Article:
Also, Weeks's pitch recognition looked really good tonight -- he seemed to learn from mistakes at the plate as the game progressed. I am shocked at the number of reactionary threads on BF.net, the anti-small sample site!

Stearns Brewing Co.: Sustainability from farm to plate
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Taking the first pitch is a very good calculated risk, along with making the pitcher throw at least one more pitch.

 

Also, Weeks's pitch recognition looked really good tonight -- he seemed to learn from mistakes at the plate as the game progressed. I am shocked at the number of reactionary threads on BF.net, the anti-small sample site!

 

 

Agreed for the most part. When he's leading off the game I have no problem with him taking pitches early in the count. (I was shocked what he did to Lilly on the first pitch.) But when he's up with runners on, or RISP he consistently gets behind because he's taking the first pitch. A lot of the time that first pitch that goes by is a pitch he could do a lot with.

 

I agree with the reactionary threads. I'm such a huge Weeks fan that I feel the need to post in all his threads, but its getting pretty nuts. I've been staying away from the IGT because of all the negativity. For the most part he's ran into somewhat bad luck at the plate. In the past week, he has 1200 feet worth of outs in 3 at bats. And at least the guy has other ways to get on when his hits aren't falling in. It's as if he never finished the year really strong with all the heat that's on him not only here, but with any Brewer fan. From my experiences, the casual fan doesn't appreciate or even hates Weeks.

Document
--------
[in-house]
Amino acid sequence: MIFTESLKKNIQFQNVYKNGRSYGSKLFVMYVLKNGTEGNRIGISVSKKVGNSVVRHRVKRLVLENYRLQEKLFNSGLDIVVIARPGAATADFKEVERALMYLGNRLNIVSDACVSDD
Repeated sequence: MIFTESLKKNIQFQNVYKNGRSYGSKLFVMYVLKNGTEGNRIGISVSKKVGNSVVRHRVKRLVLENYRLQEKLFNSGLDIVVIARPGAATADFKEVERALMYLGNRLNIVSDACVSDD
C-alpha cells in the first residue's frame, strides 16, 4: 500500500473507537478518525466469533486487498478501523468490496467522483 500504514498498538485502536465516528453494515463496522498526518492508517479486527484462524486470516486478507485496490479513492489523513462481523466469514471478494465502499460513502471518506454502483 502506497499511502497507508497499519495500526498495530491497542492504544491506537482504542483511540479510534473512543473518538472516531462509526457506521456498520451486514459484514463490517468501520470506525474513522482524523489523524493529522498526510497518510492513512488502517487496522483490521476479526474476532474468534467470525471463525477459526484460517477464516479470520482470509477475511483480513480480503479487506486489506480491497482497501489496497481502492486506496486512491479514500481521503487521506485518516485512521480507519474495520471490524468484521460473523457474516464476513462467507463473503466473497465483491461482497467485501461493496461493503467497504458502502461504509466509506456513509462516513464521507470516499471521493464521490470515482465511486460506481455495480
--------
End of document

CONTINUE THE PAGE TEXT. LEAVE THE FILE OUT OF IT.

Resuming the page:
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But when he's up with runners on, or RISP he consistently gets behind because he's taking the first pitch.

Based on what, 10-15 ABs this season? That's my problem here -- you can't point at something like this and accurately say, 'Well, this is how it's going to be from now on...'

Stearns Brewing Co.: Sustainability from farm to plate
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I seem to recall that he hit the first pitch from Ted Lilly, and that ball still hasn't landed yet. All of the Brewers need to lay off the breaking ball in the dirt/low and outside of the strike zone - those pitches are killing them right now.

 

The offense is definitely in a rough stretch, but they'll hit their way out of it. If we can get a win tomorrow, we'll be 3-2 this most recent time through the rotation. Three games over .500 after the stretch of pitchers we've faced so far this year is pretty good, IMO, especially when you're 2nd best starter isn't pitching yet.

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No. I'm basing it off of his pro career so far. I've seen every Weeks at-bat outside ~5 AB's since he got called up. Getting behind in the count with RISP has been a problem. In 372 career Plate Appearances he's put up a .215 .329 .337 line with 74 strikeouts. It wouldn't kill him to attack the first pitch fastball in those situations every once in awhile.
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I've seen every Weeks at-bat outside ~5 AB's since he got called up.

 

Me too, save every game [this season] up to tonight when I finally added Extra Innings. Those numbers you posted aren't very far off his overall career numbers to this point. Rickie's been injured basically every game up until last August. I have no idea how you are convinced that this identifies the 'problem' in his game. The knee jerks around here lately are mind-boggling.

 

 

EDIT: Bracketed insertion

Stearns Brewing Co.: Sustainability from farm to plate